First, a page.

Two Brazilian suppliers of soybeans to European salmon feeds, CJ Selecta and Caramuru, have achieved their goal of eliminating deforestation and soybean conversion tied to their supply chains, according to a new independent report.
Last year, Brazilian soybean suppliers to the European salmon industry, CJ Selecta, Caramuru and Imcopa, announced that they would set up a soybean value chain without deforestation or 100% conversion with 2020 as the date. limit. The commitment, to abolish trade in all soybeans grown on deforested land after this deadline to any customer, has set a new benchmark for sustainable supply chains globally.
“We view this industry-wide voluntary commitment as a benchmark to inspire other global animal protein sectors, as well as other markets related to the soy supply chain,” WWF Brazil said at the time. where the 2020 deadline was announced.
Target without deforestation achieved
Now two of the soybean suppliers, CJ Selecta and Caramuru, have met the target, according to a new report. The international certification foundation ProTerra monitors and verifies that no farmer engaged in deforestation is allowed to sell soybeans to these suppliers.
“It’s great news that Brazilian soybean farmers are for the first time ever confirmed to be completely free of deforestation and conversion across all their operations,” Nils Hermann Ranum from Rainforest Foundation Norway told Aftenposten.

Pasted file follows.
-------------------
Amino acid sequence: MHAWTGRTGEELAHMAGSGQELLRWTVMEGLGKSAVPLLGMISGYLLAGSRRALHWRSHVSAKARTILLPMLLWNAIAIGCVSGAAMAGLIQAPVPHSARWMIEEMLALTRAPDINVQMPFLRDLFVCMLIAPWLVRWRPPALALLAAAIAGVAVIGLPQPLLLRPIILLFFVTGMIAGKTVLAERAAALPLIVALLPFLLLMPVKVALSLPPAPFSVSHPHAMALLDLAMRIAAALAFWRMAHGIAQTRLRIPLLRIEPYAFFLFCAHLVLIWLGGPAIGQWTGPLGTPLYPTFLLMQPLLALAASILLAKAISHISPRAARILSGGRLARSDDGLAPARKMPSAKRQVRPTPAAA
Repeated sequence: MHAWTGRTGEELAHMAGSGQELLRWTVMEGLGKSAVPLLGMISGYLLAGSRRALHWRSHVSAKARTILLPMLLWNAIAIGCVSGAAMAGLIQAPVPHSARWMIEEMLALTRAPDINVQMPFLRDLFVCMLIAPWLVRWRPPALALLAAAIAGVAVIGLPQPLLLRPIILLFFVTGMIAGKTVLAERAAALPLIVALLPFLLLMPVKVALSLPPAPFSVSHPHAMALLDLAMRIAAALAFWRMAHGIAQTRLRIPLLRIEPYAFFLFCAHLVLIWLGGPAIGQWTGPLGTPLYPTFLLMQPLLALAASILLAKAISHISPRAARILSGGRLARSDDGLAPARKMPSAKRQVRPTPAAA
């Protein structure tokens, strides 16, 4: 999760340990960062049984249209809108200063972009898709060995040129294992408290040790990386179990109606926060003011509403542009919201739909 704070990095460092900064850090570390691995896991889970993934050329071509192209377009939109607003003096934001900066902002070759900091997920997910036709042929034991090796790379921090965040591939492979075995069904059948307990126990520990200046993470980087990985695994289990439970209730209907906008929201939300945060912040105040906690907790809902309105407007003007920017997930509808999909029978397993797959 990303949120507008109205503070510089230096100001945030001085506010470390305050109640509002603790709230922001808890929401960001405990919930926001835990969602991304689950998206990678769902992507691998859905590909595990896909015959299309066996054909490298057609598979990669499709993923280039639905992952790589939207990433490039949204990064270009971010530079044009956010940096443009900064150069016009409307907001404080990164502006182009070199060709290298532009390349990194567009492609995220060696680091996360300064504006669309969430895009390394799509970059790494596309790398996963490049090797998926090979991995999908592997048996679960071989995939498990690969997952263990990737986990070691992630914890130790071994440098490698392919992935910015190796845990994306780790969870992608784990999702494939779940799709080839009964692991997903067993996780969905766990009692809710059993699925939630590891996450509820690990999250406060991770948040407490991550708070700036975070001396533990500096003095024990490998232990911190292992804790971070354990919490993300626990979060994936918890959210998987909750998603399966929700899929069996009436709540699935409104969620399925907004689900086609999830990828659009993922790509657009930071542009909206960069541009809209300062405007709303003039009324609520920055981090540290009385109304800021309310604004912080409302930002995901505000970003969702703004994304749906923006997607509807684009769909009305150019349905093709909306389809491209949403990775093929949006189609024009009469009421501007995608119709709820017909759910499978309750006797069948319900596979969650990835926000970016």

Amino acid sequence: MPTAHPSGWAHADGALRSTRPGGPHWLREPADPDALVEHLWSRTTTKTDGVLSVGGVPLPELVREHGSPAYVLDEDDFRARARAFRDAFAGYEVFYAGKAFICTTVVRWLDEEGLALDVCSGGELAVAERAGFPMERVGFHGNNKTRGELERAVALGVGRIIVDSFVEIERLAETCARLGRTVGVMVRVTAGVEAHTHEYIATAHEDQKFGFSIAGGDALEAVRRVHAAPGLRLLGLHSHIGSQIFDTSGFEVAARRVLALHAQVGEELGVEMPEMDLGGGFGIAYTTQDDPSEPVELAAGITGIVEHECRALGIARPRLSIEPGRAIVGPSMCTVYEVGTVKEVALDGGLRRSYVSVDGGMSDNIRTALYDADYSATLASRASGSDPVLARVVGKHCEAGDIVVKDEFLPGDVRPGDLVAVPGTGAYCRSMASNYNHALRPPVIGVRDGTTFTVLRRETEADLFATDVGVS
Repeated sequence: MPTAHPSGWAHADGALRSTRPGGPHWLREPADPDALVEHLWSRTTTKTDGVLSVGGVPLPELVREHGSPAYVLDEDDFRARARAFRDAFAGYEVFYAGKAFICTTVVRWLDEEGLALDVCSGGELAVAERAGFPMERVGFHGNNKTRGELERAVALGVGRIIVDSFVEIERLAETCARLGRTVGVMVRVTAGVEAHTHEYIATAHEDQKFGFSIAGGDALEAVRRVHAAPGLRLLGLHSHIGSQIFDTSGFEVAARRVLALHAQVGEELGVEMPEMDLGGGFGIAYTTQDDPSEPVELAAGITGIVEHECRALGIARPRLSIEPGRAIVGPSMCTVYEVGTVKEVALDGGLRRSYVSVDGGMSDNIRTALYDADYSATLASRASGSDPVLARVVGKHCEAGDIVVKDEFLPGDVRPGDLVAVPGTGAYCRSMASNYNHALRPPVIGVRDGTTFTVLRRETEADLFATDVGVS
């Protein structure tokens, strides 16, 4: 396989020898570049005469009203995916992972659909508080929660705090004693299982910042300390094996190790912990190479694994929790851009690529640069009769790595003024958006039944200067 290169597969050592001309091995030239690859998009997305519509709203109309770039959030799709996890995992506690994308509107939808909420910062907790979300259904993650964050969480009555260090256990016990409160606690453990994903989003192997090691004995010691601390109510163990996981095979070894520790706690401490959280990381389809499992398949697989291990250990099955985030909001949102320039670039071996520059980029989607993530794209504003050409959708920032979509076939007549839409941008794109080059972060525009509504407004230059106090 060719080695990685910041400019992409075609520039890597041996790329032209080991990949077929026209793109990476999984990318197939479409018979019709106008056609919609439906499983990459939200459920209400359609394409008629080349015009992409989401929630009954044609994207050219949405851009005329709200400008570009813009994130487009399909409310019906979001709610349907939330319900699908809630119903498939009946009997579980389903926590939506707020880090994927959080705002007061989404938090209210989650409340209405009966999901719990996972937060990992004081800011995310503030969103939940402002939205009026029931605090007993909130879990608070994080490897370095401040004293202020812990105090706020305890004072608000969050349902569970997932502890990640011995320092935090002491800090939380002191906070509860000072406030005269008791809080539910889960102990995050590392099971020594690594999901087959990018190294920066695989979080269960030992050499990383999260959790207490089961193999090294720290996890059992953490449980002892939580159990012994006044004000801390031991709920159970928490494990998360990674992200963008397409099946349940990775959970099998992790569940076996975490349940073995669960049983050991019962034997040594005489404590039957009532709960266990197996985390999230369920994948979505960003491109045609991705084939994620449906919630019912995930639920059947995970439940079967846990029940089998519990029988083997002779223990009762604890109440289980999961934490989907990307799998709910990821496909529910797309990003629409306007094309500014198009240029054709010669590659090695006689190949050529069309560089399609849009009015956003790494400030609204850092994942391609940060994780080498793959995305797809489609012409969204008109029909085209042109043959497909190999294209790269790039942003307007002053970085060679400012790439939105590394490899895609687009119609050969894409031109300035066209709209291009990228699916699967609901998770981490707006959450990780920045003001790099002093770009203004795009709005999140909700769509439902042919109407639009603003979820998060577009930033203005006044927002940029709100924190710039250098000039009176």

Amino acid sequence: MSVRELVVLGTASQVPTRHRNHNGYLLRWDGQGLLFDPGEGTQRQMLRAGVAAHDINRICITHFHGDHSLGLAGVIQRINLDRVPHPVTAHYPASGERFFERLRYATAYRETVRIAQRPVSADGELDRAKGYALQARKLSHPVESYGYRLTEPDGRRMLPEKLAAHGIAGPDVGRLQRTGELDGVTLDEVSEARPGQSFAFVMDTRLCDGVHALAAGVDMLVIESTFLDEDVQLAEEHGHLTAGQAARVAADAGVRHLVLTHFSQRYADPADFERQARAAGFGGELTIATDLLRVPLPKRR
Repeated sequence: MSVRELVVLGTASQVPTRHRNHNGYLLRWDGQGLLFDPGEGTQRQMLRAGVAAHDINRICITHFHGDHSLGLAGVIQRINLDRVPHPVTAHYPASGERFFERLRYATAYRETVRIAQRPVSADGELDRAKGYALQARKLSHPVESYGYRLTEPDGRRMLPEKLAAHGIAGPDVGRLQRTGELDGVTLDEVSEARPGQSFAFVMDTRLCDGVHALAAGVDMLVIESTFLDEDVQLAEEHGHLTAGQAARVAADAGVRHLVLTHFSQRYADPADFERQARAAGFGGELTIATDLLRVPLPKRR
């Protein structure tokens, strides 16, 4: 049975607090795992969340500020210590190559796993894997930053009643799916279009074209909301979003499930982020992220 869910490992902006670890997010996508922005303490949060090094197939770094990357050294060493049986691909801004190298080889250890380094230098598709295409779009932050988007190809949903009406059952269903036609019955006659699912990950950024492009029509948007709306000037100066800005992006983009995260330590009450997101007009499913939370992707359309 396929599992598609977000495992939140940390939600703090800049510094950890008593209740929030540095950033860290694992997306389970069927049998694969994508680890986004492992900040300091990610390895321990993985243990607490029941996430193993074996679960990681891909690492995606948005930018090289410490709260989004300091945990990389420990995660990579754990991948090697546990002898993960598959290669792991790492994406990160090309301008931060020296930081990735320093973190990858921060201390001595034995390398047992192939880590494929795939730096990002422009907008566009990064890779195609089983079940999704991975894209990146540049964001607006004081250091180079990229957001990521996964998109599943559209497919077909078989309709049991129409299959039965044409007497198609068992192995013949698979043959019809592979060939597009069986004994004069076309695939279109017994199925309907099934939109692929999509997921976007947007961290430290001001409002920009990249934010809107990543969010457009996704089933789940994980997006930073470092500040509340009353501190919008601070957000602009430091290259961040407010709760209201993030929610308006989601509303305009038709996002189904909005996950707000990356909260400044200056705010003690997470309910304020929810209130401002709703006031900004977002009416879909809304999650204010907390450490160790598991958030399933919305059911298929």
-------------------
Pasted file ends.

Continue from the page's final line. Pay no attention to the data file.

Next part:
“Requiring suppliers to be completely deforestation-free is necessary to stop the ongoing deforestation in Brazil. Private sector companies have a responsibility to avoid contributing to deforestation and environmental damage, and the Norwegian salmon industry and its suppliers set an important example for other food producers to follow,” says Ranum.
To demonstrate the effectiveness of the monitoring, verification and reporting (MRV) system, contracts and names on public lists of social and environmental liabilities were randomly selected and compared to names on the acceptance report. company soybeans. Using satellite techniques and blackout lists, the recently released audit report confirms that these soybean supply chains have become free of deforestation and conversion.
The audit report also confirmed that the farmers had no work related to slavery or illegal labor and that there was no agricultural overlap with indigenous lands.
The third company, Cervejaria Petropolis-Imcopa, is undergoing a corporate change and is currently participating in a separate audit process.
Grieg Seafood congratulates CJ Selecta and Caramuru
“We are working hard to reduce our impact on production and our supply chains, as we need to move towards a more sustainable food system. To be the first sector to confirm that Brazilian suppliers are deforestation and conversion free is a huge step forward,” says Tor Eirik. Male, director of food and nutrition at Grieg Seafood.
“We congratulate and celebrate this historic achievement with CJ Selecta and Caramuru. This decision proves that it is sometimes the small businesses that take the boldest steps. We hope that the rest of the Brazilian soybean industry will follow their lead,” Homme says.
There is always a risk that a farmer who does not follow the rules will try to sell his crop through an intermediary. This first audit did not focus on possible indirect suppliers, but a solution for indirect soy suppliers is also part of the adopted MRV system and will be addressed by the companies engaged in the future.